# Is there an explanation for inline operators in “k += c += k += c;”?

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What is the explanation for the result from the following operation?

``k += c += k += c; ``

I was trying to understand the output result from the following code:

``int k = 10; int c = 30; k += c += k += c; //k=80 instead of 110 //c=70 ``

and currently I am struggling with understanding why the result for "k" is 80. Why is assigning k=40 not working (actually Visual Studio tells me that that value is not being used elsewhere)?

Why is k 80 and not 110?

If I split the operation to:

``k+=c; c+=k; k+=c; ``

the result is k=110.

I was trying to look through the CIL, but I am not so profound in interpreting generated CIL and can not get a few details:

`` // [11 13 - 11 24] IL_0001: ldc.i4.s     10 IL_0003: stloc.0      // k  // [12 13 - 12 24] IL_0004: ldc.i4.s     30 IL_0006: stloc.1      // c  // [13 13 - 13 30] IL_0007: ldloc.0      // k expect to be 10 IL_0008: ldloc.1      // c IL_0009: ldloc.0      // k why do we need the second load? IL_000a: ldloc.1      // c IL_000b: add          // I expect it to be 40 IL_000c: dup          // What for? IL_000d: stloc.0      // k - expected to be 40 IL_000e: add IL_000f: dup          // I presume the "magic" happens here IL_0010: stloc.1      // c = 70 IL_0011: add IL_0012: stloc.0      // k = 80?????? ``

An operation like `a op= b;` is equivalent to `a = a op b;`. An assignment can be used as statement or as expression, while as expression it yields the assigned value. Your statement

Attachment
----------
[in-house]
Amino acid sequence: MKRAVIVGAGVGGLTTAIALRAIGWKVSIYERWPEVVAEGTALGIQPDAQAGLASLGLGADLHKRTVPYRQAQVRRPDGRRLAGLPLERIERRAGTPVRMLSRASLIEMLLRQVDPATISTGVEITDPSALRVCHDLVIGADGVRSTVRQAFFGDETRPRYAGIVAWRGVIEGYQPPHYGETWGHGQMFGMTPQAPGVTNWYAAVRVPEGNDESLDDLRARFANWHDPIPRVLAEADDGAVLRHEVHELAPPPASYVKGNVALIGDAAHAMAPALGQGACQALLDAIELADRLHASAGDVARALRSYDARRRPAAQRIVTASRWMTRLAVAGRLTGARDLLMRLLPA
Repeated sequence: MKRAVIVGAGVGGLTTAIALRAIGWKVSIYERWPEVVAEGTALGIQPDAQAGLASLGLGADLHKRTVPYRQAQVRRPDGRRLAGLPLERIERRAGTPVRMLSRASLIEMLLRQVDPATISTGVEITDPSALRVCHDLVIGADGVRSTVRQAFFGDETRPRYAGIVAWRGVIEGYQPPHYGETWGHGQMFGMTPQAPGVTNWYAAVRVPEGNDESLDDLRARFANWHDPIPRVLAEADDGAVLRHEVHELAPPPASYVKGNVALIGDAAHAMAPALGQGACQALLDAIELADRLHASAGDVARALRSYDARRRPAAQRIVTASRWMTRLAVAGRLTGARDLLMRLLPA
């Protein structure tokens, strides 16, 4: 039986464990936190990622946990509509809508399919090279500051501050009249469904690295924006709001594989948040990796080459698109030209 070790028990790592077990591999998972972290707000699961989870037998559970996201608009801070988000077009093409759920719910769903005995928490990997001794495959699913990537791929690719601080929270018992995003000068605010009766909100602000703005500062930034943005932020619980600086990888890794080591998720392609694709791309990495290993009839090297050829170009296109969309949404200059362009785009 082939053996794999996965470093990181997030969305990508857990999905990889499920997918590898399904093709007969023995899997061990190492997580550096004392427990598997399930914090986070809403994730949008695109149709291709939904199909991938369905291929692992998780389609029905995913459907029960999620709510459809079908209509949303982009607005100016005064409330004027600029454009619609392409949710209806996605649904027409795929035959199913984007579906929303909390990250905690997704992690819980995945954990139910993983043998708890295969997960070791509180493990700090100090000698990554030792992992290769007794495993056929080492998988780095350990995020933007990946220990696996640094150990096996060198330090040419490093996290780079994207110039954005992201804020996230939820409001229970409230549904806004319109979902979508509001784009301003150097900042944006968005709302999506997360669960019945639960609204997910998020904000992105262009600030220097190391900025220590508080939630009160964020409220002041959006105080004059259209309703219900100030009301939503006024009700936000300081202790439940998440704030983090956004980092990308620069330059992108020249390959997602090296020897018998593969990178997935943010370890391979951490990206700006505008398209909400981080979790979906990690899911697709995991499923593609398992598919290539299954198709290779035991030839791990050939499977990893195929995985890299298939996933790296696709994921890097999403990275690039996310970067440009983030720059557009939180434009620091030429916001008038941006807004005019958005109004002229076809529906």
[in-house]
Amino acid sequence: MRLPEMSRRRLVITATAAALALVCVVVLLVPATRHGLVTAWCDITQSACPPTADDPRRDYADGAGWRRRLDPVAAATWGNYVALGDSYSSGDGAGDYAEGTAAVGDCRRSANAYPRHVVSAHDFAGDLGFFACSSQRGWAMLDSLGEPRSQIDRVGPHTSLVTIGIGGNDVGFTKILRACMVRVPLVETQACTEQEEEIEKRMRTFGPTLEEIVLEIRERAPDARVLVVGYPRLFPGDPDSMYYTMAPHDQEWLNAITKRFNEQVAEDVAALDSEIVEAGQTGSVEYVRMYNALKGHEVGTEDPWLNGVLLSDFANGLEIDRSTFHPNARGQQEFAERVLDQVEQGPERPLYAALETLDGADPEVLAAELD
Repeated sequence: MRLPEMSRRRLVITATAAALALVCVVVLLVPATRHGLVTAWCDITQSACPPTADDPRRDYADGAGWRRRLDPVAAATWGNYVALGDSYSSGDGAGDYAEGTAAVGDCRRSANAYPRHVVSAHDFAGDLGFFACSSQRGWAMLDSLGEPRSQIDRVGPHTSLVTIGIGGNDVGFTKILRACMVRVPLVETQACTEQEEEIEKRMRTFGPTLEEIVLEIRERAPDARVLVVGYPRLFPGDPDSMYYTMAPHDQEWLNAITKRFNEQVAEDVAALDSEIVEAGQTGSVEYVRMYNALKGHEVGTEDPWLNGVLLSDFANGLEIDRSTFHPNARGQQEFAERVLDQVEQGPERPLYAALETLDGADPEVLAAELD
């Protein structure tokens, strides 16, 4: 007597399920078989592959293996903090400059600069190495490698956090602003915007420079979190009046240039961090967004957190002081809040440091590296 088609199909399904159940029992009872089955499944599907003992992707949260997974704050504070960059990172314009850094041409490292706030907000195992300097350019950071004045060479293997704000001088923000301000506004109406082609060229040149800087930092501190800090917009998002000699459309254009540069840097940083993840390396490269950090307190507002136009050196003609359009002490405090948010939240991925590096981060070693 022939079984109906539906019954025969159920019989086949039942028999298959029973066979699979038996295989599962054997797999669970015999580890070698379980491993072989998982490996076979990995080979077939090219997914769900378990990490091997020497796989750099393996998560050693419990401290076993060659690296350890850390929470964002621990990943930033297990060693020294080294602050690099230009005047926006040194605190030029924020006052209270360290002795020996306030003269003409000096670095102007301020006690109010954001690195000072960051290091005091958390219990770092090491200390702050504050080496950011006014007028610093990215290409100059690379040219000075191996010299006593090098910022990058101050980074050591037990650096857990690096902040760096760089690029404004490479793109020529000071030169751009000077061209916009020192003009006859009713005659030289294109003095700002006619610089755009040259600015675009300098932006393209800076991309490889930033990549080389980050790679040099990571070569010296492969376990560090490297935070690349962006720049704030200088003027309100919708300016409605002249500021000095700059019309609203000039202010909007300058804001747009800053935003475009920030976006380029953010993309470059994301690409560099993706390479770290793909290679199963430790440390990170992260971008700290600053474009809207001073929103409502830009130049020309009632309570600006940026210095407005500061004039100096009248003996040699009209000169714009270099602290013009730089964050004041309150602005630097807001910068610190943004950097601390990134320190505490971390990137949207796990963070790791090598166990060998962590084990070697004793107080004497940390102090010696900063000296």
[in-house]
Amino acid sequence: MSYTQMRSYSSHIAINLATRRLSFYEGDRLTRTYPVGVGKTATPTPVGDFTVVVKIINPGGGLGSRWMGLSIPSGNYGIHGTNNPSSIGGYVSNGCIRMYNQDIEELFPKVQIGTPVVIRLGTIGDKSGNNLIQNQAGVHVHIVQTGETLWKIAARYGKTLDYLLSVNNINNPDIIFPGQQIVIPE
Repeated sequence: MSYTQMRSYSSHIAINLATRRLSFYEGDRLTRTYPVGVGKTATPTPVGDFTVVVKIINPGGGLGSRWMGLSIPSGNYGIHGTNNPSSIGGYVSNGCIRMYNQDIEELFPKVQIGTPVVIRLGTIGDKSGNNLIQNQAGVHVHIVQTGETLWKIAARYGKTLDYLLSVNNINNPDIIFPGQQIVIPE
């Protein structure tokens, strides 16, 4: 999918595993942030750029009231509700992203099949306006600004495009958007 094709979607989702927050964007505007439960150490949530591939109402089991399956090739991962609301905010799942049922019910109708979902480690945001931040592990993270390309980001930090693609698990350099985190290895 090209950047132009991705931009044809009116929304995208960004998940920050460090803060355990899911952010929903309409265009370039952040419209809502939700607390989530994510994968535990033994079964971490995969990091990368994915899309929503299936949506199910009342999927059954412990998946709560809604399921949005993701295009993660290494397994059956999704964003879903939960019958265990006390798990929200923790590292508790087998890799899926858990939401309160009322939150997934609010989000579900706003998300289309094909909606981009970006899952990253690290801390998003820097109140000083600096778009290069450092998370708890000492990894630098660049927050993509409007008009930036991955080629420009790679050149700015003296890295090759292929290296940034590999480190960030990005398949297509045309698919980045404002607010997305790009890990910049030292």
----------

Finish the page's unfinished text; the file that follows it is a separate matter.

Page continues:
``k += c += k += c; ``

can be translated to the equivalent one (since the assignment operator is right-associative)

``k += (c += (k += c)); ``

or expanded

``     10   →   30   →   10 → 30   // operand evaluation order k =  k + (c = c + (k = k  + c));                   40 ← 10   30   // operator evaluation order            70 ← 30  40 80 ← 10  70 ``

Where during the whole evaluation the old values of the involved variables are used. This is especially true for the value of `k` (see my review of the IL below and the link Wai Ha Lee provided). Therefore, you are not getting 70 + 40 (new value of `k`) = 110, but 70 + 10 (old value of `k`) = 80.

The point is that (according to the C# spec) "Operands in an expression are evaluated from left to right" (the operands are the variables in our case). This is independent of the operator precedence which in this case dictates an execution order from right to left. (See comments to Eric Lippert's answer on this page).

Now let's look at the IL. IL assumes a stack based virtual machine, i.e. it does not use registers.

``IL_0007: ldloc.0      // k (is 10) IL_0008: ldloc.1      // c (is 30) IL_0009: ldloc.0      // k (is 10) IL_000a: ldloc.1      // c (is 30) ``

The stack now looks like this (from left to right; top of stack is right)

10 30 10 30

``IL_000b: add          // pops the 2 top (right) positions, adds them and pushes the sum ``

10 30 40

``IL_000c: dup ``

10 30 40 40

``IL_000d: stloc.0      // k <-- 40 ``

10 30 40

``IL_000e: add ``

10 70

``IL_000f: dup ``

10 70 70

``IL_0010: stloc.1      // c <-- 70 ``

10 70

``IL_0011: add ``

80

``IL_0012: stloc.0      // k <-- 80 ``

Note that `IL_000c: dup`, `IL_000d: stloc.0`, i.e. the first assignment to `k` , could be optimized away. Probably this is done by the jitter when converting IL to machine code.

Note also that all the values required by the calculation are either pushed to the stack before any assignment is made or are calculated from these values. Assigned values (by `stloc`) are never re-used during this evaluation. `stloc` pops the top of the stack.